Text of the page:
I believe black Americans face a genocide. Here's why I choose that word
November 16, 2019 at 7:48 AM - Views: 69 #225774eridaniParticipant
- Total Posts: 5,563
If that isn’t enough evidence of genocide, consider the last two acts contained in the UN’s definition – preventing births or forcibly transferring the children of one group to another. In my book, I document how black people have been sterilized without their knowledge or against their will for decades and are still coerced into sterilization to reduce a prison sentence. For much of the last century, a majority of states carried out eugenics laws, resulting in the sterilization of nearly 65,000 Americans, most often women of color. In California, nearly 150 incarcerated women were sterilized between 2004 and 2013, according to the Center for Investigative Reporting. And as recently as 2017, a Tennessee judge offered to reduce criminal sentences by 30 days for individuals who agree to sterilization or long-form birth control implants.
Black children are much more likely to intersect with the social welfare system, where they are likely to end up in foster care or adopted – that is, raised by a group other than their own. In New York City, 53% of children in foster care are black, though only 25% of children in the city are black. In Minnesota, black children are three times more likely to be removed from their homes than white children. In many cases, the “crime” that led to the children’s removal is their parents’ poverty, a condition imposed or fostered by society.
The physical, financial, mental, and even spiritual deaths inflicted on black Americans are evident everywhere – in substandard schools, in the food deserts that leave black communities without food to survive or thrive, in impoverished neighborhoods subject to polluted water and air.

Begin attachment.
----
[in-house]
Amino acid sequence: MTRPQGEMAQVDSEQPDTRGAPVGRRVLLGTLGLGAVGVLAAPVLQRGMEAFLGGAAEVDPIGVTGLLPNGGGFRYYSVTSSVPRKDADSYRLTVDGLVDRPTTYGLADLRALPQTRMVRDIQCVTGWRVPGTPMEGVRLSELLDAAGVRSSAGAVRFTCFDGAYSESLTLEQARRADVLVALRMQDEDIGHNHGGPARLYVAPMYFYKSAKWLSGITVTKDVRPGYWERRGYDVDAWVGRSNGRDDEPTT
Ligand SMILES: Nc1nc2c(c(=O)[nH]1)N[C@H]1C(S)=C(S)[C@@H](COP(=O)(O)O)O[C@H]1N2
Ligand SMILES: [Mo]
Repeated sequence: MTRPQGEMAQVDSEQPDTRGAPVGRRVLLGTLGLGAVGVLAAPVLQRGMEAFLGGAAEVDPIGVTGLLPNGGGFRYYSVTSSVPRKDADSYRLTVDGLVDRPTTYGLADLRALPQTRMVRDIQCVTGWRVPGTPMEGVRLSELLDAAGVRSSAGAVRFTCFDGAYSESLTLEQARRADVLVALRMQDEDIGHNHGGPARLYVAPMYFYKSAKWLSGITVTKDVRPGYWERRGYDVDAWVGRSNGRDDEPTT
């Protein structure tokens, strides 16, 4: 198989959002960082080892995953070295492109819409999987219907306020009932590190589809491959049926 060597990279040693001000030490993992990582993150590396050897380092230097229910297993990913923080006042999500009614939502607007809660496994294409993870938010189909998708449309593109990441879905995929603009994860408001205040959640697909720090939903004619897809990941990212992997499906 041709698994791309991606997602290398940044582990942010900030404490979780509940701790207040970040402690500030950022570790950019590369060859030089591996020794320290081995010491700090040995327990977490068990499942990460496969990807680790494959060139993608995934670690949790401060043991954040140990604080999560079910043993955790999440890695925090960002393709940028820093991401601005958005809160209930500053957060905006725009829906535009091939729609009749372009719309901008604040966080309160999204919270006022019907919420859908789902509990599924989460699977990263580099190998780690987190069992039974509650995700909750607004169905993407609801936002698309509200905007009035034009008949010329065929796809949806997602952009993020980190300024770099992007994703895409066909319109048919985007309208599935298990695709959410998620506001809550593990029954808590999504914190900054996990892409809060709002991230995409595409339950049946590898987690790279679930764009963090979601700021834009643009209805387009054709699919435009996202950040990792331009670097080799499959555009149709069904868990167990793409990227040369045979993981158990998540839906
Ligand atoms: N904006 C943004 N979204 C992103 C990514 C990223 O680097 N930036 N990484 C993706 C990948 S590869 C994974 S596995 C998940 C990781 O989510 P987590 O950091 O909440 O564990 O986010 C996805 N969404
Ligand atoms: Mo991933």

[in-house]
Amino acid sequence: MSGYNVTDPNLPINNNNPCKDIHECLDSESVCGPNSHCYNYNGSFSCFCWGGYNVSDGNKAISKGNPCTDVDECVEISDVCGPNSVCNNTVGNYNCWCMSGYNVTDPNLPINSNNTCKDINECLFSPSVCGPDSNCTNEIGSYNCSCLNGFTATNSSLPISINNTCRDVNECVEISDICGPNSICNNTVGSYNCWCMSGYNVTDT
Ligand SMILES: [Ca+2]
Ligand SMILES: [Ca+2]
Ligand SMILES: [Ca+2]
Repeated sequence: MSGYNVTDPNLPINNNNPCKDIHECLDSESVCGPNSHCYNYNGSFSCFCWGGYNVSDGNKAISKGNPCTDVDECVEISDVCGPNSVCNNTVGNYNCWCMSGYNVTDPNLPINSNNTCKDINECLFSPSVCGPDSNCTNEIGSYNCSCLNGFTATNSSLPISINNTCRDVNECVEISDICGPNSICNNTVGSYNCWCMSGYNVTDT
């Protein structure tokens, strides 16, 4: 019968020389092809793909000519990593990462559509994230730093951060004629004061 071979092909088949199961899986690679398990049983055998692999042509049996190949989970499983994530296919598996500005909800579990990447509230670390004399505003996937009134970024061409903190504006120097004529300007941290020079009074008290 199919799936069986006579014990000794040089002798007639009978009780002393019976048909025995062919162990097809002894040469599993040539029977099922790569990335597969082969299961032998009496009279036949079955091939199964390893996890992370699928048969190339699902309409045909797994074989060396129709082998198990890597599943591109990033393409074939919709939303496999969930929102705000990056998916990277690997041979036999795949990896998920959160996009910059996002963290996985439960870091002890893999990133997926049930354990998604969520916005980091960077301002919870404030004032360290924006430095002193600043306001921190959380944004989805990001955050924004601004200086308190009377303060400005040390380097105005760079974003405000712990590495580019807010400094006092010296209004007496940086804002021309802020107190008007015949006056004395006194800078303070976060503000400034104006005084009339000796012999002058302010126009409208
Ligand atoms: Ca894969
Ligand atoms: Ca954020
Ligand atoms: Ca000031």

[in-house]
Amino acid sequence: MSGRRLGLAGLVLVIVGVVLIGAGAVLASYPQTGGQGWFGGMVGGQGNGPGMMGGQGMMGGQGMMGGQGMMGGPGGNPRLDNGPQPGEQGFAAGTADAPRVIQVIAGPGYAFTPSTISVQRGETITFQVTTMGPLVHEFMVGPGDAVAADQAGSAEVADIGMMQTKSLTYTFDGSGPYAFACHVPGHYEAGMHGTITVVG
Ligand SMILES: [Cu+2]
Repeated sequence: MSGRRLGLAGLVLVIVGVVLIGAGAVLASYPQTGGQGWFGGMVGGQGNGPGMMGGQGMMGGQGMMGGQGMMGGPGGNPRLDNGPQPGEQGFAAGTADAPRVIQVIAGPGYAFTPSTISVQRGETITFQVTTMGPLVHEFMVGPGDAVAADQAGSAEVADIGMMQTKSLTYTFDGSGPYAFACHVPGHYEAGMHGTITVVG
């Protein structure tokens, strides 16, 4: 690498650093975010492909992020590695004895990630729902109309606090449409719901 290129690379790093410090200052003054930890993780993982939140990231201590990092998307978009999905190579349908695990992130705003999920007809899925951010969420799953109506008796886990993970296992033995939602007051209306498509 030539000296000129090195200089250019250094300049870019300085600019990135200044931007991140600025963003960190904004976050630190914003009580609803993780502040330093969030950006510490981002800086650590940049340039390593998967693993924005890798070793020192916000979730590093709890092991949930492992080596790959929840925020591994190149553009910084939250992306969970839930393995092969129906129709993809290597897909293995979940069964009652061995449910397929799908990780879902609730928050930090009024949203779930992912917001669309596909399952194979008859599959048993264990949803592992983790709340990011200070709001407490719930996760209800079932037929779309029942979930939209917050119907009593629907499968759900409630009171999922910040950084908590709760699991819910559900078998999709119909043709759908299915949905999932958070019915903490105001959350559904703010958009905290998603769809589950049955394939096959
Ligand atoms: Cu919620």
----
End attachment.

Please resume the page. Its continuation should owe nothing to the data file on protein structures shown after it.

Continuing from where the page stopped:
That the use of the word genocide would prove so shocking suggests that many Americans lack both a knowledge of our history and an awareness of the circumstances all around them. In Open Season I have tried to hold a mirror to America’s face, because we know our nation can and must do better. Like the CRC members declared nearly 70 years ago, I charge genocide. The case is clear.
Jesus: Hey, Dad? God: Yes, Son? Jesus: Western civilization followed me home. Can I keep it? God: Certainly not! And put it down this minute--you don't know where it's been! Tom Robbins in Another Roadside Attraction
November 16, 2019 at 6:00 PM #226257carrotguyParticipant
- Total Posts: 453
Crystal Nguyen, a former Valley State Prison inmate who worked in the prison’s infirmary during 2007, said she often overheard medical staff asking inmates who had served multiple prison terms to agree to be sterilized.
“I was like, ‘Oh my God, that’s not right,’ ” Nguyen, 28, said. “Do they think they’re animals, and they don’t want them to breed anymore?”
One former Valley State inmate who gave birth to a son in October 2006 said the institution’s OB-GYN, Dr. James Heinrich, repeatedly pressured her to agree to a tubal ligation.
“As soon as he found out that I had five kids, he suggested that I look into getting it done. The closer I got to my due date, the more he talked about it,” said Christina Cordero, 34, who spent two years in prison for auto theft. “He made me feel like a bad mother if I didn’t do it.”